A Cure for Seriousness

David - Anderson, Indiana
Entered on January 6, 2009
Age Group: 18 - 30
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I have read many of the “This I Believe” essays and many of the topics were intriguing and eye opening. They led me to think about what I believe. I know that I believe strongly in many things like faith, humility, kindness and hard work, but when I sat down to write my own “This I Believe” statement I found it hard to be serious or profound about these things. Now don’t get me wrong, I can be a serious person and anyone who knows me well will willingly tell you that I love deep debates covering various issues. Yet as I get older I am beginning to realize that although these issues matter, I need to “lighten up” from time to time. So that brings me to my “This I Believe” statement. I believe in being silly.

As serious as a person as I can be, I often find myself in front of my mirror making faces. I’m not training to be an actor or stand-up comic but I get a kick out of it. It’s fun. It’s an end in and of itself. I also sing loudly and “do” voices when nobody is around, besides my wife, who often doesn’t appreciate the singing or voices as much as I do, but the point is that its just silly. It’s whimsical and child-like. I, like many people, sometimes wish that I could just be a kid again, at least for a little while to get a way from it all. However, we are often too afraid to embrace being silly in a childlike way. For me, I think that it is because I know that there are so many wrongs in this world and so much to think about, discuss and be responsible for that I shouldn’t bother with the “silly.” Yet I still find myself in front of that mirror doing the best goofy face that I can. I guess this is the child in me escaping to the surface for just a moment.

What this child is bringing me to understand is that we need the silly and absurd. We need to break with the gruesome details of life and escape into our minds as they were at 9 years old. There is a simple genius in being silly that allows us to briefly ignore the complexities of life to embrace the illogical and irrational. The sound of the word itself is indicative of its meaning. I am not sure what is that causes us, as adults, to think that being grown-up means permanently locking up the child that is in all of us. Yet, I am sure that being a grown-up should be knowing when to quiet the child and when to let him loose to run as fast as he can, not for an aerobic work out, but because we just want to see how fast he can really go.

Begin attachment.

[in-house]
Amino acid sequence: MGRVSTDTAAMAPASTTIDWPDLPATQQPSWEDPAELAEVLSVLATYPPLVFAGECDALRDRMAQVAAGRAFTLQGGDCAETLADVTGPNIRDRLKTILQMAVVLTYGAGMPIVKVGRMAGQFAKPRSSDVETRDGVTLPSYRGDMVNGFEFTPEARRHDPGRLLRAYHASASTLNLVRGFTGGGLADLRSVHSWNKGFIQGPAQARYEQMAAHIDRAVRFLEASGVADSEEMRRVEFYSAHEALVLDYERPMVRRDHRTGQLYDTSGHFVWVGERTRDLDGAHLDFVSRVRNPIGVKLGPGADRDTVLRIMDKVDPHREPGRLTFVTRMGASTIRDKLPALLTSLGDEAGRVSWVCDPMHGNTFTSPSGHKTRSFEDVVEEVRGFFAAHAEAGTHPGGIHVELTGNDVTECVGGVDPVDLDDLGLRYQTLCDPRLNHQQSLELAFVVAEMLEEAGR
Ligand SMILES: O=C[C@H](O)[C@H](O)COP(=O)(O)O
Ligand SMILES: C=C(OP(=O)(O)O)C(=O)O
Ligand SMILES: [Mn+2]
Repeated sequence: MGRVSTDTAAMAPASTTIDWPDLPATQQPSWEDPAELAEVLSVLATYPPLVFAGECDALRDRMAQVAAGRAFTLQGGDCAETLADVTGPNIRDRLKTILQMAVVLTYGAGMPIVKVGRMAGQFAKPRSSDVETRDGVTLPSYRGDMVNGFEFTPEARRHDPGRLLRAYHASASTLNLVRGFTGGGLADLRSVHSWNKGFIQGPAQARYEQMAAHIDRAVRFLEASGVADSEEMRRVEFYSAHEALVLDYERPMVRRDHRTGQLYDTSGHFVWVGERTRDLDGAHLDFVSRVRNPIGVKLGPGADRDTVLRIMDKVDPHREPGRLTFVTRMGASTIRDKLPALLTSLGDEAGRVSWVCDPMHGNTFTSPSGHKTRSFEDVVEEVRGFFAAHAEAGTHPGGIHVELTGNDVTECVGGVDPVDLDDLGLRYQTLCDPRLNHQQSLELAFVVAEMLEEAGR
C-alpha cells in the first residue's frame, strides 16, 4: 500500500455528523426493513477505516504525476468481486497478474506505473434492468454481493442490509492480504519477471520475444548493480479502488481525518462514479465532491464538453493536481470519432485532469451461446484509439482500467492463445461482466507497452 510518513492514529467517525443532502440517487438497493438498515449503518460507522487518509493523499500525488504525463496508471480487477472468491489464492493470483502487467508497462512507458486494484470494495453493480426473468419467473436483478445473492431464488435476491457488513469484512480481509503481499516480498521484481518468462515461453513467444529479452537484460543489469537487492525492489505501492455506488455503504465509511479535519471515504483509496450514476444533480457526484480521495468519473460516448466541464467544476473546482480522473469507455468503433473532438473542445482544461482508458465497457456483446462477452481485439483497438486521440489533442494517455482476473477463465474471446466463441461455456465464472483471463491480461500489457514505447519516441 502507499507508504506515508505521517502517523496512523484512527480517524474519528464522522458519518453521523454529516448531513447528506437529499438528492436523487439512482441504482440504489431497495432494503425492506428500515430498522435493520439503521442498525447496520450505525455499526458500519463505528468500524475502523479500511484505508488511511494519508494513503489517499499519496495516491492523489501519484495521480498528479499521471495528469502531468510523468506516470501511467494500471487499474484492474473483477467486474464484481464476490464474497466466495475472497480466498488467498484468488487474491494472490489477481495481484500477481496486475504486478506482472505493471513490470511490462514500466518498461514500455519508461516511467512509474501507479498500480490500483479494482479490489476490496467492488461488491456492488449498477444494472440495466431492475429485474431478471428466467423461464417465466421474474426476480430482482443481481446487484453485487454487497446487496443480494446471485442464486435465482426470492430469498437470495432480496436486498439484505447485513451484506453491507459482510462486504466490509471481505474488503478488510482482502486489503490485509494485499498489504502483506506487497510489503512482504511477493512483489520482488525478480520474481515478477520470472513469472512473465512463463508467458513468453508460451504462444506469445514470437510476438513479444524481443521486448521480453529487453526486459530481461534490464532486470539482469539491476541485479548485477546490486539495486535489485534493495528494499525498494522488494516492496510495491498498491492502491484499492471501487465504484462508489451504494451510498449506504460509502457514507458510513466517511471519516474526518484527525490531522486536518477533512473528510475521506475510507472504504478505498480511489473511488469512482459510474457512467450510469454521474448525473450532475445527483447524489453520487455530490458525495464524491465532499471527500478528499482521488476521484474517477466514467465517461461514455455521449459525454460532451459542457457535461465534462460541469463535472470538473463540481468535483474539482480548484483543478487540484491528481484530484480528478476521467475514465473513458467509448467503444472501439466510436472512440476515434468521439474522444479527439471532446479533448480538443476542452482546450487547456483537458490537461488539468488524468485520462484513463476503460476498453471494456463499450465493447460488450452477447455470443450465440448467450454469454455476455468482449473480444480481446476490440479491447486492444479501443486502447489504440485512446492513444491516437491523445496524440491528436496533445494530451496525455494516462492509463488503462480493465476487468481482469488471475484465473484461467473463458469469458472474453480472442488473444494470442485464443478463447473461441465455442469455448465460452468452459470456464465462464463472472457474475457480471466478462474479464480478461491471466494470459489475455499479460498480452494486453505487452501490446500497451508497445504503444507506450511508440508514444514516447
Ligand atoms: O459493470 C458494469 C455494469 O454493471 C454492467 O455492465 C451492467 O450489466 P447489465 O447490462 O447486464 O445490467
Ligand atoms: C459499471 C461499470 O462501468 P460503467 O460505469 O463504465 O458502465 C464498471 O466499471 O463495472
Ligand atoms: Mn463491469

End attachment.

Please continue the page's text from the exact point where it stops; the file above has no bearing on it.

Being silly does something else too. When you embrace it, it humbles you. It forces you to not take yourself so seriously. It puts things in perspective by reconnecting yourself with the kid inside. For me, this is the kid that wasn’t worried about getting a promotion or being the best at what they do, but loved building forts and blowing bubbles in his milk. Through being silly, I am learning to focus more on these fleeting moments of happiness and joy than fear of the great occasions of defeat or failure.

So what do I believe? I believe in pepperoni smiles on pizzas, squishing your toes in mud, wearing different colored socks for a day and armpit bodily function sound effects. I believe in being silly and what it does for the soul.